Colorfully Imaginative Lost Village Positively Smurfy
Unlike its two perfectly dreadful live action / animated hybrid predecessors, 2011’s The Smurfs and 2013’s The Smurfs 2, the entirely animated Smurfs: The Lost Village is a fairly solid family-friendly entertainment, especially for younger viewers. It is devoid of any of the bathroom humor, oddly ugly violence and ghastly narrative stupidity that helped mar those previous features to the point they’re practically unwatchable, and even though both did reasonably well at the box office it’s not like either is remembered with anything approaching fondness. No, this new film, an original story disconnected from its forerunners, is fairly entertaining, and while far from being a top-flight animated effort the darn thing ends up being just smurfy enough to make watching it moderately worthwhile.
While out having fun in the forest with Brainy (voiced by Danny Pudi), Clumsy (Jack McBrayer) and Hefty (Joe Manganiello), Smurfette (Demi Lovato) spies what she believes to be a fellow Smurf running through the crack in the giant wall separating their realm from the Forbidden Forest. Before they can return to the Smurf Village to give this amazing news to Papa (Mandy Patinkin), Smurfette is captured by Gargamel (Rainn Wilson), the evil wizard using his magic to give him an idea where this lost Smurf enclave is hidden.
After being rescued by her three friends, Smurfette feels that these newfound fellow Smurfs are in danger and, worse, it’s all her fault. Even though Papa orders her to stay put, the blonde adventurer heads out to the Forbidden Forest intent on finding this lost village and warning the inhabitants that Gargamel is searching for them. She’s joined by Brainy, Clumsy and Hefty, all of whom are determined to aid Smurfette in her quest, these four Smurfs intent on going above and beyond in order to ensure they put an end to the wizard’s nefarious plans while hopefully meeting new friends who are every bit as smurfy as they are in the process.
This new movie revolves around concepts of friendship and self-discovery. The story is as simple as it sounds, the whole thing focused on Smurfette as she tries to figure out her place inside the Smurf world and discover who she is. It’s also a tale of friendship and camaraderie, these four intrepid explorers having to learn how to put their differences aside and use one another’s best attributes to their fullest potential if they are going to make their collective way through the Forbidden Forest and find this hidden Smurf village. That’s really it, there’s not a lot more, screenwriters Stacey Harman (“The Goldbergs”) and Pamela Ribon (Moana) keeping things straightforward and simple they move things toward their suitably heartfelt and selflessly heroic conclusion.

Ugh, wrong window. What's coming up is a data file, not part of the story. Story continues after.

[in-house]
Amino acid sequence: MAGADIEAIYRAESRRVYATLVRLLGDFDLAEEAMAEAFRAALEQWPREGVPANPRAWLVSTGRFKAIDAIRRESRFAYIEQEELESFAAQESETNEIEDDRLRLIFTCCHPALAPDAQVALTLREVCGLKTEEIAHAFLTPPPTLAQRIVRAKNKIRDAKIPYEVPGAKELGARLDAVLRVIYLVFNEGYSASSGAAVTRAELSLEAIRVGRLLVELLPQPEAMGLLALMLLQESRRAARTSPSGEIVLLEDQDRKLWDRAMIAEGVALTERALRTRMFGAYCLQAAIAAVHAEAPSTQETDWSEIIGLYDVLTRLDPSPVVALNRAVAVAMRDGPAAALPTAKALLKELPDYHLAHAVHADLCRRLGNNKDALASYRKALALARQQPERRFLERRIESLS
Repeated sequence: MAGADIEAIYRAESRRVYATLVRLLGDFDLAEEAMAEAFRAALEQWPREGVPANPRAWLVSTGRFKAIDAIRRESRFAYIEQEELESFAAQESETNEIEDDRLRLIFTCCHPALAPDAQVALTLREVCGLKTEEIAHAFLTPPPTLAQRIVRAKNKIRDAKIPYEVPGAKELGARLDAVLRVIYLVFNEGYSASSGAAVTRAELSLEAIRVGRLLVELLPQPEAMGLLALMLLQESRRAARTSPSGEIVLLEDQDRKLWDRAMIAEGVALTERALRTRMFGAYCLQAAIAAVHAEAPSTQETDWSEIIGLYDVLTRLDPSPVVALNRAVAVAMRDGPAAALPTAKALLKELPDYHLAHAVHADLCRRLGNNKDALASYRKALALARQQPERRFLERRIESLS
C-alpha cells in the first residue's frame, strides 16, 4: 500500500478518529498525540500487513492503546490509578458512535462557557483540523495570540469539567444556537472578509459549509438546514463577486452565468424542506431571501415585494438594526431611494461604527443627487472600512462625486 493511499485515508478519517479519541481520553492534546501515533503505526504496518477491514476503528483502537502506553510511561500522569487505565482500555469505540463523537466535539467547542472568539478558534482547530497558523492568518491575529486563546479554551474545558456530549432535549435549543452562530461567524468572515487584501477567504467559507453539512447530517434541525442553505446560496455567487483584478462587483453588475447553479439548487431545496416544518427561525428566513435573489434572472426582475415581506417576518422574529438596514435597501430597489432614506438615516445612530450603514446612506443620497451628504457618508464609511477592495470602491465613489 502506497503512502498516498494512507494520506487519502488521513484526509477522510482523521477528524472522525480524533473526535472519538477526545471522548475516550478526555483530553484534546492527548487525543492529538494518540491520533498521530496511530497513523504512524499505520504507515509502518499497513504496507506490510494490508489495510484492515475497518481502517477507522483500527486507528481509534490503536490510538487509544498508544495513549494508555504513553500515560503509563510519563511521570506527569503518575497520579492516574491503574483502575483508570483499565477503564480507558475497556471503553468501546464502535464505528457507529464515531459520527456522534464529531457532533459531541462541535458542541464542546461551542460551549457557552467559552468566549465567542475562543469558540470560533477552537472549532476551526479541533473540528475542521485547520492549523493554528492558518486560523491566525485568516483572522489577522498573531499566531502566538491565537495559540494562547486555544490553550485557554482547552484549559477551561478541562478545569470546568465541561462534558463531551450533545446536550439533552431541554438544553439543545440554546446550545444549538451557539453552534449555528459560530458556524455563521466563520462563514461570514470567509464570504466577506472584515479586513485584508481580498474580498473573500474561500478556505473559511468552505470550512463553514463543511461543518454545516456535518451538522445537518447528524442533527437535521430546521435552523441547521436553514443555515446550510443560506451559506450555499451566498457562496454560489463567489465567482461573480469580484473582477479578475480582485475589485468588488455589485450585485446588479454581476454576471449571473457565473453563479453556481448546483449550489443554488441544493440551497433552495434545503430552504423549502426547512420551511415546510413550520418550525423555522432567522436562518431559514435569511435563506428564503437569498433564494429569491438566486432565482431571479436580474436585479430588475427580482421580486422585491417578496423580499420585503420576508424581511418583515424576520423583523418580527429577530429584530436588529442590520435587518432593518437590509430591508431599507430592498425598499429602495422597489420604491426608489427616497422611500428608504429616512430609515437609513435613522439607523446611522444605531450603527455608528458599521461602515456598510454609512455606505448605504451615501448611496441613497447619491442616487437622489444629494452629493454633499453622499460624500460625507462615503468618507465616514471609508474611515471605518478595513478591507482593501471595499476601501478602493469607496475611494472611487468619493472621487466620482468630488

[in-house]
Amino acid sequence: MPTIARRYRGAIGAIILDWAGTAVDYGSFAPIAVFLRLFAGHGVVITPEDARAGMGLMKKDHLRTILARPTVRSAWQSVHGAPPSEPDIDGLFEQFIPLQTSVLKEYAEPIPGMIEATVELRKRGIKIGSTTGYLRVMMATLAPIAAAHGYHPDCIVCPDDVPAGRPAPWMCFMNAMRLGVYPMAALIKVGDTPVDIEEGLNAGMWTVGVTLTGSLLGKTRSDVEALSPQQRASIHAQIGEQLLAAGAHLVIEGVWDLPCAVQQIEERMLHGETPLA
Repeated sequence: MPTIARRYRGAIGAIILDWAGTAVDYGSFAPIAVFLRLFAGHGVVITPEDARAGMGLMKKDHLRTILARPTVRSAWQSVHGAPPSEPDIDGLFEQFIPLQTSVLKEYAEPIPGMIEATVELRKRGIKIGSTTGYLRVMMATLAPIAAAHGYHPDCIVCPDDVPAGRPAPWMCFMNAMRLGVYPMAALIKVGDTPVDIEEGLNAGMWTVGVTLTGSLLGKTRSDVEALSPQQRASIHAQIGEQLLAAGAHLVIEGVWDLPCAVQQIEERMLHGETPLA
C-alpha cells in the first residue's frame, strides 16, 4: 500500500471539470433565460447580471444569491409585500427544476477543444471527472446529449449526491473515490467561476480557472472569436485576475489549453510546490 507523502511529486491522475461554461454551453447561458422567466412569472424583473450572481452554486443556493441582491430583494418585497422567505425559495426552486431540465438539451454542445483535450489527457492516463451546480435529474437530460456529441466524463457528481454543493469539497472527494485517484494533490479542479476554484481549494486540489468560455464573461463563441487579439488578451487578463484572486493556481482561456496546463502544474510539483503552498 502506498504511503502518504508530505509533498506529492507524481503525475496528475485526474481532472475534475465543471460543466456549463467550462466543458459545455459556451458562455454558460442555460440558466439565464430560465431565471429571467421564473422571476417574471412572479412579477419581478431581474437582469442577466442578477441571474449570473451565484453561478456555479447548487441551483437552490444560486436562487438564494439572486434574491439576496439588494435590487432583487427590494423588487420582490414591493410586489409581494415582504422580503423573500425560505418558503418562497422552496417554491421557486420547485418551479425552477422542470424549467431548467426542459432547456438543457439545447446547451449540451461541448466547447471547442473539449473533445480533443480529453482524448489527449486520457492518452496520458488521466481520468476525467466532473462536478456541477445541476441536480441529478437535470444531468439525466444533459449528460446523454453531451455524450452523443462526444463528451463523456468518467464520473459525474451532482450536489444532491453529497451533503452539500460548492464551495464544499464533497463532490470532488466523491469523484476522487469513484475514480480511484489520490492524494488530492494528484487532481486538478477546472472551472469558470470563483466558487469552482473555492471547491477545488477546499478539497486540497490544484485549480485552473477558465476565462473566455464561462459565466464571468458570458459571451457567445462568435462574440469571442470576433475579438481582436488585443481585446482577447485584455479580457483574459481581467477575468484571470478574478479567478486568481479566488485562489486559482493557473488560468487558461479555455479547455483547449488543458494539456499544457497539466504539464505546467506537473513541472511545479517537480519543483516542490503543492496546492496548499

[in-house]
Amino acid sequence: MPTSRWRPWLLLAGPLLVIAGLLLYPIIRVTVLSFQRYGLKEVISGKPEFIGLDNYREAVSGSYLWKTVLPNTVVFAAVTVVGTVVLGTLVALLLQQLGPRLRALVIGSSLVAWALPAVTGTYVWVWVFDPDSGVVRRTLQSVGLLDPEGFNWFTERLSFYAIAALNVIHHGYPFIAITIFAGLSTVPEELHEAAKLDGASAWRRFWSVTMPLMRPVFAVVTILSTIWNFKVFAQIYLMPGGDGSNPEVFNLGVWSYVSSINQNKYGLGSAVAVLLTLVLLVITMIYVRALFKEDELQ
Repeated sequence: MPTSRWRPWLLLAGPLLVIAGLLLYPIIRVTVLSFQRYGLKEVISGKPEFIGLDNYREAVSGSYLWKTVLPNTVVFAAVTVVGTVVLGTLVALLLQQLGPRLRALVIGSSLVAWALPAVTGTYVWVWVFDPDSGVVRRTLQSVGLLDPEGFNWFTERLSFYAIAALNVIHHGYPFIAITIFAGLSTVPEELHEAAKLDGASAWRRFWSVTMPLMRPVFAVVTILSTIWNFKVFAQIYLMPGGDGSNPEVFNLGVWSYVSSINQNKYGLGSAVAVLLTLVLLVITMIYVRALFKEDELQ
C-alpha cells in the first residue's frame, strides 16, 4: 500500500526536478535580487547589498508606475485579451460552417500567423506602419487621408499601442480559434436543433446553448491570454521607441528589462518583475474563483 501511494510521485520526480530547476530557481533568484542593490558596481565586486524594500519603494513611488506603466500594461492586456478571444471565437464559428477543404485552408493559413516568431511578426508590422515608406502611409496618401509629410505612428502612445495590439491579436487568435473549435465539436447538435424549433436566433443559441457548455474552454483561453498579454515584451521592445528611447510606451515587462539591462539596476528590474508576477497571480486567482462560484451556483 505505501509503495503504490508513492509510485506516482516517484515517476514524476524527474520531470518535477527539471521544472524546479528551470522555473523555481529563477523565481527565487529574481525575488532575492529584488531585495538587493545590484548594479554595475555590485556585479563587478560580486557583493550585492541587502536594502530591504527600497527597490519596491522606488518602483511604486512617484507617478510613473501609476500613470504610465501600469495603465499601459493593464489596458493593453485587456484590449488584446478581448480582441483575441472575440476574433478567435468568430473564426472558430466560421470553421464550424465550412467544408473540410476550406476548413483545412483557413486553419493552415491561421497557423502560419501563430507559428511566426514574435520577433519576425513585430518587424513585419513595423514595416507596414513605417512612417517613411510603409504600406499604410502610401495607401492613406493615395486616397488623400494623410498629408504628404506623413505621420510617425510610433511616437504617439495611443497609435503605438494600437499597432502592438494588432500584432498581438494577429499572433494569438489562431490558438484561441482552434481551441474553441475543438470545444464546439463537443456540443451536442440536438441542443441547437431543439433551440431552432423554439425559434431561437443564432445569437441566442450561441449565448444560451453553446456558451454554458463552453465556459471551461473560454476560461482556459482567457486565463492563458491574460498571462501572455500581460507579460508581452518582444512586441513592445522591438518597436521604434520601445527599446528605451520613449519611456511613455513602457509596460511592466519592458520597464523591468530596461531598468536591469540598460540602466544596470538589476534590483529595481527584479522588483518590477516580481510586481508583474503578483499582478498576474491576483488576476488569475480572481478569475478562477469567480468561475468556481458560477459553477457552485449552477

If anything, this new film plays a lot like the old 1980s Saturday morning cartoon series “The Smurfs” did for nine seasons. Director Kelly Asbury (Shrek 2) takes his talented team of animators and attempts to embrace the late Belgian artist and author Peyo’s creations in a way neither of the two live action films did. They treat the characters with heartfelt respect and admiration, allowing them to stay true to their core characteristics while updating certain themes and ideas (most notably as they pertain to Smurfette and concepts of female empowerment) for today’s audiences. It’s an easygoing, happily relaxed adventure filled with some wonderful sights and sounds, the world of the Forbidden Forest a continually pleasing visual delight overflowing in imagination.
But it all does exist on a reasonably simplistic level, and as entertaining as the film can be for those older than the age of eight the chances anyone is going to remember this one after it comes to an end for anything longer than 15 or 20 minutes are extremely unlikely. The all-star voice cast, which includes the likes of Julia Roberts, Ellie Kemper, Michelle Rodriguez, Ariel Winter, Meghan Trainor, Jake Johnson, Tituss Burgess and Jeff Dunham, are all given precious little to do that’s substantive. Only Lovato and Wilson make anything close to an indelible impression, while McBrayer does have a line or two that made me chuckle out loud with a tiny bit more volume than expected.
Still, Smurfs: The Lost Village is easy to sit through, and I know I’m repeating myself here but, once again, young children are likely going to be delighted with the film in ways they never were with either of its live action ancestors. There are also moments of colorful, eye-popping imagination and whimsy that are honestly wonderful, and while I’m not ready to sing a happy song or smurf it all day long, I might just have a few la la la-la la la’s running through my head at the moment and, shockingly, I’m perfectly okay with that.
Film Rating: 2½ (out of 4)